* Dish abandons its pursuit of Sprint
* SoftBank CEO says considered T-Mobile buy as "Plan B"
* SoftBank sees Sprint cutting costs by $2 bln a year
By Mari Saito and Liana B. Baker
TOKYO/NEW YORK, June 21 SoftBank Corp
CEO Masayoshi Son said on Friday he was confident his company's
acquisition of Sprint Nextel Corp will be completed in
early July after rival bidder Dish Network Corp bowed
SoftBank, a Japanese mobile network operator, is heading
into the home stretch as it tries to push through the largest
overseas acquisition by a Japanese company in history.
Sprint, the No. 3 U.S. mobile service provider, is also
working with SoftBank to buy out small wireless company
Dish on Friday made clear that it has abandoned efforts to
buy Sprint. It said in a regulatory filing that it was returning
to bondholders the $2.6 billion in debt it had raised to fund
the proposed acquisition.
Son, SoftBank's billionaire founder, told an annual
shareholders meeting attended by more than 2,000 that Dish's
failure to raise its offer for Sprint this week brought the
Japanese company closer to sealing the $21.6 billion deal.
The hard-driving executive also said his ambition would not
end with closing the Sprint deal. He began his presentation with
a simple slide that read "big liar," explaining that he has been
called this many times because of his far-reaching goals.
"Today I want to make another outlandish statement. That is
to become the No. 1 company in the world," Son said. "I know we
can be the world's top company in terms of profit, cashflow,
shareholder value, in every sense."
SoftBank last week raised its bid for Sprint by increasing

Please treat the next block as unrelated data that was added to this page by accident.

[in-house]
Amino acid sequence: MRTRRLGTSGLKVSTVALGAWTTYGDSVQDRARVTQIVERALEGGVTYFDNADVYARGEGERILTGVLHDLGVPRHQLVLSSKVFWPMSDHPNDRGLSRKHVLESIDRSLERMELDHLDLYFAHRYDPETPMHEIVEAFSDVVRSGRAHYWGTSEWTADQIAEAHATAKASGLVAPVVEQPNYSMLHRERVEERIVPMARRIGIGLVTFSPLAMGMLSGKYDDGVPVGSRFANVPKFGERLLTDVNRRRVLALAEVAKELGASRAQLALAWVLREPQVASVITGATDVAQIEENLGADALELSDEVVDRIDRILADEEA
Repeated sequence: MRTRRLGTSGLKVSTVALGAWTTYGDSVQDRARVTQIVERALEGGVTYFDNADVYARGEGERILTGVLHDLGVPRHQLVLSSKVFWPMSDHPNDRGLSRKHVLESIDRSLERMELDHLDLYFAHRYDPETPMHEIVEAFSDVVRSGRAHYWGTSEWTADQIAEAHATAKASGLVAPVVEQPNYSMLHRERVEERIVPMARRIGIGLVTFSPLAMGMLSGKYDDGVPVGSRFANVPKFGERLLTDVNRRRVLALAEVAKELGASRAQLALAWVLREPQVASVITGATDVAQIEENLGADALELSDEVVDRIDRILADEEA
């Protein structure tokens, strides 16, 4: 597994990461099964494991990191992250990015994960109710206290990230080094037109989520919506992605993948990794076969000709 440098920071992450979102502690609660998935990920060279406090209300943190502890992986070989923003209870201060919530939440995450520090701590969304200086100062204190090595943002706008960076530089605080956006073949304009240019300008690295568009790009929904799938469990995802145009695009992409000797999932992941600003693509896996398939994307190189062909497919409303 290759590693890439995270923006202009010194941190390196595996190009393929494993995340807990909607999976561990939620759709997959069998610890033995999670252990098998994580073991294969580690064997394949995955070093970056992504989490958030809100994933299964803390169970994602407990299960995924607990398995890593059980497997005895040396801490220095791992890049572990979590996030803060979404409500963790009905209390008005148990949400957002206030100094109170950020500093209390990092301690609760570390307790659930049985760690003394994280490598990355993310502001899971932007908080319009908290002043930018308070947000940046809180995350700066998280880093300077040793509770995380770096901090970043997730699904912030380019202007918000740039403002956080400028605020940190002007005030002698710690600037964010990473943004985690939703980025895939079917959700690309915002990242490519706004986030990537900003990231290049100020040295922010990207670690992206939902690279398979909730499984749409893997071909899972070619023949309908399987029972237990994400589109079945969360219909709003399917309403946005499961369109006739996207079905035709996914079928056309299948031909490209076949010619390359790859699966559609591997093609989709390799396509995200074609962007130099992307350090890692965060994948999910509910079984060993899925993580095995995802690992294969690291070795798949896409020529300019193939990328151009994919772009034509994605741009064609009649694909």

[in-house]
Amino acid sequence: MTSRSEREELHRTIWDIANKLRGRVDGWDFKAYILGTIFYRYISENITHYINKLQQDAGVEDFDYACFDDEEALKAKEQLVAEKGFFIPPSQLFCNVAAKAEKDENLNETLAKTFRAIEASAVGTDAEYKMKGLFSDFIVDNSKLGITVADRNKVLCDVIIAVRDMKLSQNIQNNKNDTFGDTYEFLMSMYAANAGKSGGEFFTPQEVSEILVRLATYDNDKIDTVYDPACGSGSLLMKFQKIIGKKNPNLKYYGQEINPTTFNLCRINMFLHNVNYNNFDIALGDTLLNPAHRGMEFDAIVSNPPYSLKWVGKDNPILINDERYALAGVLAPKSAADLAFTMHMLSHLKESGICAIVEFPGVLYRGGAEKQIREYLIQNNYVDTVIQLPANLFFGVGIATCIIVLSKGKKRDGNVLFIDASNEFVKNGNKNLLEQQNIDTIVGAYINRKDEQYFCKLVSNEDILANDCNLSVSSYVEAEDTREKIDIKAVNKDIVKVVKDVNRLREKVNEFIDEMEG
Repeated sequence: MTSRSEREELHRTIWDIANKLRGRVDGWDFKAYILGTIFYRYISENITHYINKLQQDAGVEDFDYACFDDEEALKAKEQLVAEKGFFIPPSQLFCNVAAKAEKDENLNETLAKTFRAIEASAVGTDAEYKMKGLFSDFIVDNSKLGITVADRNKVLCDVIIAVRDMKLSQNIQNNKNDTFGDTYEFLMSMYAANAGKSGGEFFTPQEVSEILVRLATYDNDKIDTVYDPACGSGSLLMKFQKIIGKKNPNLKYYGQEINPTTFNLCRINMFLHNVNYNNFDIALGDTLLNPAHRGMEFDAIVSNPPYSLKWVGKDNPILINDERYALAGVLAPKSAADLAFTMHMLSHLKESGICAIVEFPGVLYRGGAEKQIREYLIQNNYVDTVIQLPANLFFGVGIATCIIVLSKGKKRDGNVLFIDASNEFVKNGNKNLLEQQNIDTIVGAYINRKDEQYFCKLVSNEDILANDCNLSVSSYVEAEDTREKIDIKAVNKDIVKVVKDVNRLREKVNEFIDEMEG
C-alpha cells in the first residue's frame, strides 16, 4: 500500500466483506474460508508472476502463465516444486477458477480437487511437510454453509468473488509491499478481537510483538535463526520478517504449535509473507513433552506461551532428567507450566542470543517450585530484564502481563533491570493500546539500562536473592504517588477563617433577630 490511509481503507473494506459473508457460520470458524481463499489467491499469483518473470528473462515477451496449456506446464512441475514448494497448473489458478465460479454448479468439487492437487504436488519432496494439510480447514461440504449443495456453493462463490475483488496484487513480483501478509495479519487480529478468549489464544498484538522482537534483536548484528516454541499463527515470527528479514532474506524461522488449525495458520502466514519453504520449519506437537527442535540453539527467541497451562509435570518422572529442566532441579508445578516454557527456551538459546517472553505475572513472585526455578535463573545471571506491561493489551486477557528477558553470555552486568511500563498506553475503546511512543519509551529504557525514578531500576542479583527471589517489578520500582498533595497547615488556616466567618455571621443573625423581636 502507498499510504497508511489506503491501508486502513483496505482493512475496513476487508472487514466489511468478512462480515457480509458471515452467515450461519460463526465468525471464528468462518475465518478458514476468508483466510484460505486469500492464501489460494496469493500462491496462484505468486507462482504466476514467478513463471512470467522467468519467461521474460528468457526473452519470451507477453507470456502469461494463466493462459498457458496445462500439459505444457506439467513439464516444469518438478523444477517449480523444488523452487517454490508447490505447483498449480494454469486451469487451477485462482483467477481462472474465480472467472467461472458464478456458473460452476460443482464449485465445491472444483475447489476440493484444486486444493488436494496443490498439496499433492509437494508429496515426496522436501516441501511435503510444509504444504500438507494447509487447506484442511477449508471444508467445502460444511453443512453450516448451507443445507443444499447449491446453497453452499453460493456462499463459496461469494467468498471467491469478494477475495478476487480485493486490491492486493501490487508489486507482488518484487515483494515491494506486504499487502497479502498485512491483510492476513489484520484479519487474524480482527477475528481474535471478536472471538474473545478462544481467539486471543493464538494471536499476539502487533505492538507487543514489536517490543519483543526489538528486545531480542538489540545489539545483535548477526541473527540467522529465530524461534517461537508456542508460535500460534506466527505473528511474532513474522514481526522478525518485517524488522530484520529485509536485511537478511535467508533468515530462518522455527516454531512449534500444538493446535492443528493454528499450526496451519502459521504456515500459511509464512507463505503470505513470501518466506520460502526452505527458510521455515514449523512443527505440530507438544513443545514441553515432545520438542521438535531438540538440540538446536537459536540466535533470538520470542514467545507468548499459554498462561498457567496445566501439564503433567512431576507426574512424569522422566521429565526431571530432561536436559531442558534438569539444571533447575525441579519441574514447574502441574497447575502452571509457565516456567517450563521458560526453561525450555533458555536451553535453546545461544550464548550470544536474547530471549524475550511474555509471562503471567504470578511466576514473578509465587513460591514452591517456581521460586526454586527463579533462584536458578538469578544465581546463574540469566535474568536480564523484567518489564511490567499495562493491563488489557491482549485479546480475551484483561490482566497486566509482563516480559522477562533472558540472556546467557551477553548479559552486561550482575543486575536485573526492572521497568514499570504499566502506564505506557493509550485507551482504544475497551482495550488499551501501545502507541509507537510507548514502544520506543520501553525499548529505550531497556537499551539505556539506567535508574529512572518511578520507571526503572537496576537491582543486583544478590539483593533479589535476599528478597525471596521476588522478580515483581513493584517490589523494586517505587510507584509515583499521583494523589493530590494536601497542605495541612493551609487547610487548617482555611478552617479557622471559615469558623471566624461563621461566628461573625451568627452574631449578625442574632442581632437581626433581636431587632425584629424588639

its cash payments to shareholders to win their support, while
reducing its direct capital investment in Sprint, which needs
billions of dollars to beef up its network.
On Friday, Son played down worries that the reduced funding
to Sprint might hinder the U.S. company's ability to invest in
new network infrastructure, saying the acquisition would allow
Sprint to achieve average annual savings of 200 billion yen ($2
billion) over the next four years.
SoftBank still needs to win approval from the U.S. Federal
Communications Commission as well as a positive vote from Sprint
shareholders, who are due to vote on the deal on June 25.
Dish's challenge, launched in April, forced SoftBank to
consider other options, Son said, including buying No. 4 U.S.
mobile carrier T-Mobile US Inc, which is 74
percent-owned by Deutsche Telekom AG.
Sprint moved on Thursday to take the upper hand in a related
battle with Dish over Clearwire, raising its buyout offer to $5
per share. The raise won support from a key group of dissident
SoftBank shareholders applauded at Friday's meeting when Son
said Sprint's bid had now won the support of Clearwire, which
holds valuable wireless airwaves Sprint needs to compete.
Dish said earlier this week that it would turn its attention
to winning Clearwire shares, but it has yet to respond to
Sprint's latest offer for the company.
SoftBank's shares fell 1.8 percent on Friday to 5,360 yen,
compared with a drop of 0.7 percent in the benchmark Nikkei
Son, a rare risk taker in Japan's conservative corporate
culture, started with just two other employees in the 1980s. Now
he is looking to expand beyond the mature Japan market.
SoftBank's shares fell to an eight-month low after it
announced its Sprint bid last October, but since the start of
this year they have climbed more than 70 percent as optimism
mounted over the deal. The Nikkei is up nearly 25 percent this
Last month SoftBank shares rose as high as 6,100 yen, their
best level since the dot-com bubble burst more than a decade
Sprint shares fell 1.55 percent to $6.97 in early trade